Leaders and Bureaucrats

As the 2020 General Conference Session draws near, the most consequential item on the agenda will be selecting a GC president. One of the most important questions that needs to be asked is, “Will the nominating committee select a genuine leader or a bureaucrat?”

There is a huge difference. One of the main ways that organizations get into trouble is when they put a bureaucrat in a position that should be occupied by a skilled leader. The Seventh-day Adventist denomination is not immune from the severe consequences of such a serious mistake. Just because we deal with spiritual things does not protect us from making bad leadership choices or from suffering the harm that such decisions cause.

The term “Bureaucrat” can be defined as:

Reliance on Rules: “Relies heavily on consistency and adherence to rules and regulations to get whatever results they seek.”1

Rigid Governance: “The emphasis is on compliance and it is ensured that their people follow procedures precisely.”2 For them, success comes from control.

New is Bad: “This type of leadership has no space to explore new ways to solve problems.”3

Stay the Course: “[Bureaucratic] leaders...believe in the status quo. In other words, what worked yesterday will also work today. Great opportunities can be lost during the process.”4 Their motto is: Forward to the Past!

Just like spiders create cobwebs, bureaucrats create bureaucracies, which are antithetical to God’s dynamic purposes.

Steven Denning equates bureaucracy to a disease and writes in Forbes magazine, “The disease renders our organizations ‘insipid, inertial, incremental and uninspiring… It discourages dissent and breeds sycophants…Bureaucracy is gripped by ‘the ideology of controlism’ and ‘worships at the altar of conformance.’”

Denning’s article concludes, “There’s no other way to put it…bureaucracy must die. We must find a way to reap the blessings of bureaucracy — precision, consistency, and predictability — while at the same time killing it.”5

Instead of a bureaucrat at the head, the Seventh-day Adventist denomination needs and deserves a capable leader who is well trained in leadership concepts, reads widely about leadership issues, and has a proven track record of excellence and effectiveness in captaining large, complex organizations. The difference between a true leader and a bureaucrat is like the difference between an artist and someone who paints by numbers.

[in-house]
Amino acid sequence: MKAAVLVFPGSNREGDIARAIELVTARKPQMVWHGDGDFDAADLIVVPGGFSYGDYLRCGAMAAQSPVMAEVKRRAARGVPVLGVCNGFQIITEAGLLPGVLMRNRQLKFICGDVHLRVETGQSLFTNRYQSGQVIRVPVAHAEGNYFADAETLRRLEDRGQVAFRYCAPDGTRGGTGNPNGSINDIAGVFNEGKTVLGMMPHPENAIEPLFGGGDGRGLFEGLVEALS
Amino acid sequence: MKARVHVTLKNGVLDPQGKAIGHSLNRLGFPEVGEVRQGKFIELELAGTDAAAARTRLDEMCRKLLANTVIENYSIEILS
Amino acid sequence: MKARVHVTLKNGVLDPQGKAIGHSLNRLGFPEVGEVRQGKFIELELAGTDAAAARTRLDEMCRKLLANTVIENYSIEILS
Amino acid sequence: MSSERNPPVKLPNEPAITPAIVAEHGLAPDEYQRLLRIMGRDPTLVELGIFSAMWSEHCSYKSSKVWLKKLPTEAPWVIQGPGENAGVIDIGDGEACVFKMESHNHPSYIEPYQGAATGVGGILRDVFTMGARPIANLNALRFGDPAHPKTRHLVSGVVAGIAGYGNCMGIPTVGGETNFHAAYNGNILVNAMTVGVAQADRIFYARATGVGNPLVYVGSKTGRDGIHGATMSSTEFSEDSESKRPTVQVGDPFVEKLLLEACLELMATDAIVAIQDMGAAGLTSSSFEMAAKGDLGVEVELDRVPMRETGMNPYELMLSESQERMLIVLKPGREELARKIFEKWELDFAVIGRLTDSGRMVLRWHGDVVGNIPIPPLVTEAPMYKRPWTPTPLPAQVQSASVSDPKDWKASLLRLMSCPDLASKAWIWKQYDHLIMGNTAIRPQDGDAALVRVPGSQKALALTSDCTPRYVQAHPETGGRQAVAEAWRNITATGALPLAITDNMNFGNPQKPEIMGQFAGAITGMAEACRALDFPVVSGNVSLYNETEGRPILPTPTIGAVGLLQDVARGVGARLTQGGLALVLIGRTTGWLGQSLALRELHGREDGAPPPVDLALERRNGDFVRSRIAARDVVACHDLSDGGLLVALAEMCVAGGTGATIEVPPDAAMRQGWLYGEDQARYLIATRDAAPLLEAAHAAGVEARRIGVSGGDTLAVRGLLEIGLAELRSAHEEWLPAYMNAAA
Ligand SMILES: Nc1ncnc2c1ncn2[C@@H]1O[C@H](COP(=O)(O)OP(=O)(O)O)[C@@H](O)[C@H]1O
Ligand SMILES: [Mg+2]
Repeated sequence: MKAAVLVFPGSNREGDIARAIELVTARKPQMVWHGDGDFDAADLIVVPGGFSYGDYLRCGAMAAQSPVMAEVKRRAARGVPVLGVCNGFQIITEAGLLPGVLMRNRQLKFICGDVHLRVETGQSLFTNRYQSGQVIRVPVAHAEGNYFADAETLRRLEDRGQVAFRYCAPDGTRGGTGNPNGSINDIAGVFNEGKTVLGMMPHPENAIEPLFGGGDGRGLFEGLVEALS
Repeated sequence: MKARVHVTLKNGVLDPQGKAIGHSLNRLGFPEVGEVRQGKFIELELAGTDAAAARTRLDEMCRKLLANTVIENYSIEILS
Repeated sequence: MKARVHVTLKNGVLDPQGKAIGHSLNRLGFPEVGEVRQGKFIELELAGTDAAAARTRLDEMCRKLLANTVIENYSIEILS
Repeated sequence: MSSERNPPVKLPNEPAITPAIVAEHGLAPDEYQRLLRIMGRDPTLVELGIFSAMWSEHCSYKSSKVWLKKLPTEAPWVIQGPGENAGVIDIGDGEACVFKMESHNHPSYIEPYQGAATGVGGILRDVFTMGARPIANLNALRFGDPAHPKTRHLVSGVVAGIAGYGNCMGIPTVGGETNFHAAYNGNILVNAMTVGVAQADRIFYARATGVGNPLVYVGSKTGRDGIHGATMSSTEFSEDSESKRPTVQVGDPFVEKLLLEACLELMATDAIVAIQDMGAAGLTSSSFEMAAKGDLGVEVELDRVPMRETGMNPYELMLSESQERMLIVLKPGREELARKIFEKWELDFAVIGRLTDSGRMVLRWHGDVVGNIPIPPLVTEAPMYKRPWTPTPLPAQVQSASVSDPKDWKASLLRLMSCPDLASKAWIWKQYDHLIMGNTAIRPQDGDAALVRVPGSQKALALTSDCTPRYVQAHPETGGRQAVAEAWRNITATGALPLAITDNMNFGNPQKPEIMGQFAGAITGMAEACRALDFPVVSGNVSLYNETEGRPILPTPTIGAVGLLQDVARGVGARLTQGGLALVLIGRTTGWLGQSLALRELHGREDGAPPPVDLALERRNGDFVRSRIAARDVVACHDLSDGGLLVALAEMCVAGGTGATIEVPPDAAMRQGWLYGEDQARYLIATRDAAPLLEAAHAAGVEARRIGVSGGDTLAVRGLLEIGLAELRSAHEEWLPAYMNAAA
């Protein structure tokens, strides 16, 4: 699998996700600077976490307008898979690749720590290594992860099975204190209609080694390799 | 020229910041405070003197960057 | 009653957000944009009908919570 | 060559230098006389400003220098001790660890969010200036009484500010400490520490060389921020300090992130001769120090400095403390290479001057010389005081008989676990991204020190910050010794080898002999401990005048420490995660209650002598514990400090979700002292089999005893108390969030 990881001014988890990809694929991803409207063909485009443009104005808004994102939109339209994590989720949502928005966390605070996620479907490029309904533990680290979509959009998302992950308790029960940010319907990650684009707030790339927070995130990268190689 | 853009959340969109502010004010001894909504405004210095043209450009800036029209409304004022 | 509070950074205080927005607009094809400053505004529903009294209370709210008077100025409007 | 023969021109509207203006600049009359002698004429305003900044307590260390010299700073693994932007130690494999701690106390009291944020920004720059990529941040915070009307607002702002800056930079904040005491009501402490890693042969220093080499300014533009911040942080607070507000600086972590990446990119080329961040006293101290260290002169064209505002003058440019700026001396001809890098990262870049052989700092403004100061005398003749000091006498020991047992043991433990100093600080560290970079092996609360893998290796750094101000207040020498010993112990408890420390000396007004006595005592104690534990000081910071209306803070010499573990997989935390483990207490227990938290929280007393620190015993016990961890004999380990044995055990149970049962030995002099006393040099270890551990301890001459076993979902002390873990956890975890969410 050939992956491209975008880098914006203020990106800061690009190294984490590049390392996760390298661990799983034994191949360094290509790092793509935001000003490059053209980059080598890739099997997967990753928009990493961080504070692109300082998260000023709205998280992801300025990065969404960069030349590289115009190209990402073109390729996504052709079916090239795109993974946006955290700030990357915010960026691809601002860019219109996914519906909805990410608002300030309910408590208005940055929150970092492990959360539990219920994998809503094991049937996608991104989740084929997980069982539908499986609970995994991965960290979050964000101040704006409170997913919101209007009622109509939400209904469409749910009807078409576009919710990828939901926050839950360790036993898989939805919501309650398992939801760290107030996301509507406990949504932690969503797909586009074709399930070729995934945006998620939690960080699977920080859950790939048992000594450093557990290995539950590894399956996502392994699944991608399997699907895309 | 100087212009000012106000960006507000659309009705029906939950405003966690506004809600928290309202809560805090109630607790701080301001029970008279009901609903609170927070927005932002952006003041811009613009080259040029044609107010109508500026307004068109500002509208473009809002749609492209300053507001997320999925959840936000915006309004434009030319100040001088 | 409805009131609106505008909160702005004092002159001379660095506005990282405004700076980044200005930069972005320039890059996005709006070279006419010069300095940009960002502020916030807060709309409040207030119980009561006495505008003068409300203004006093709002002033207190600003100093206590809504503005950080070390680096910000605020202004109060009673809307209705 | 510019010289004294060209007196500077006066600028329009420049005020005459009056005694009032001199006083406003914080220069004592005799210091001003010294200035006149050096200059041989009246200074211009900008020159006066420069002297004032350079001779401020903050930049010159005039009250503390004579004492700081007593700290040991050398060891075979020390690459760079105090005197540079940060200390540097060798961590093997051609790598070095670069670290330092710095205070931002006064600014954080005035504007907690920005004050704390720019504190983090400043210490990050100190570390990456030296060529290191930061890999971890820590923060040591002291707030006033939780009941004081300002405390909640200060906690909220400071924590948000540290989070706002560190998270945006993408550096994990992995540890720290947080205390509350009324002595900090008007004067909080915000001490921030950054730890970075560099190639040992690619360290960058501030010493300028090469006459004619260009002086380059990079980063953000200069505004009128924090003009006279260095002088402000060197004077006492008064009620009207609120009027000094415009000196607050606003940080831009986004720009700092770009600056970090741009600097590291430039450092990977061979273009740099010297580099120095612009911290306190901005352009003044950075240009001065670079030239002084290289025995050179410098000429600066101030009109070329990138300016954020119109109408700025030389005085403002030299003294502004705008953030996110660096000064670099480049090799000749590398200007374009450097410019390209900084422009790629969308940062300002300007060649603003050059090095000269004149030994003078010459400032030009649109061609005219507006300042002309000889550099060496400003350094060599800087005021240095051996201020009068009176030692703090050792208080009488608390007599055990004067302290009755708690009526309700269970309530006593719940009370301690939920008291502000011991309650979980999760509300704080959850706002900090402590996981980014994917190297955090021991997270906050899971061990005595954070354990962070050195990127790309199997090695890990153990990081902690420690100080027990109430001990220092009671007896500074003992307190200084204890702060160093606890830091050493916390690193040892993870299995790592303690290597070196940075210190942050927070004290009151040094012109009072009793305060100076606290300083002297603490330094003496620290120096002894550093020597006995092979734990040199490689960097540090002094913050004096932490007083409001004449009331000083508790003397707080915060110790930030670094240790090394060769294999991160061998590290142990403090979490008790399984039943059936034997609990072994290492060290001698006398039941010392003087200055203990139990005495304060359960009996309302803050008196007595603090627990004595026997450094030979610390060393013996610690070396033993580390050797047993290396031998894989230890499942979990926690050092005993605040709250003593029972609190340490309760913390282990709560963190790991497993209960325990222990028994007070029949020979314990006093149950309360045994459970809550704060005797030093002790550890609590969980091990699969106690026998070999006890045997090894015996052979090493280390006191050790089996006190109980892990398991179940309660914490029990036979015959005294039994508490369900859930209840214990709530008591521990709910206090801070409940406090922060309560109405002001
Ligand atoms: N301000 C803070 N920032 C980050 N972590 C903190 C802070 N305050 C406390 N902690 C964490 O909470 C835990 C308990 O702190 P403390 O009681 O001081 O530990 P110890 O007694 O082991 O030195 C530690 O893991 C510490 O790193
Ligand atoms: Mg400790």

The following are some of the most frequently sited characteristics of excellent leaders.

Captivating Vision: Brian Tracy writes, “Great leaders have a vision... They can see into the future. They have a clear, exciting idea of where they are going and what they are trying to accomplish and are excellent at strategic planning. This quality separates them from managers.”6

A true leader’s vision is positive, expansive, and energizing. Such a vision challenges the organization to be more open, flexible, and engaged with society.

Ability to Influence Others: Lauren Landry observes, “[Leadership] is all about influencing people…Influencing others requires building trust with your colleagues.”7 Such trust seeks to create an atmosphere of comradery where it is safe to be honest and transparent. It focuses on understanding other people’s perspectives and encourages them to share opinions without fear of reprisal. It is a trust that says, “I value you and have confidence in you. I am committed to your success and will do whatever it takes to make that a reality.”

Team Building: Brian Tracy again writes, “Your ability to get everyone working and pulling together is essential to your success.”8 Leaders are great listeners and communicators, making everyone feel equally valued and respected. They seek more to understand than to be understood. They are healers, not detectives or dividers. Fairness and equity are paramount.

Encourages Risk-Taking and Innovation: Leaders create a culture that makes it OK to experiment and fail. They value creativity and new ideas. They think outside the box, stretching for new solutions and approaches. For example, “Google’s innovation lab, X, offers bonuses to each team member who worked on a project the company ultimately decided to kill as soon as evidence suggested it wouldn’t scale, in an effort to ‘make it safe to fail.’”9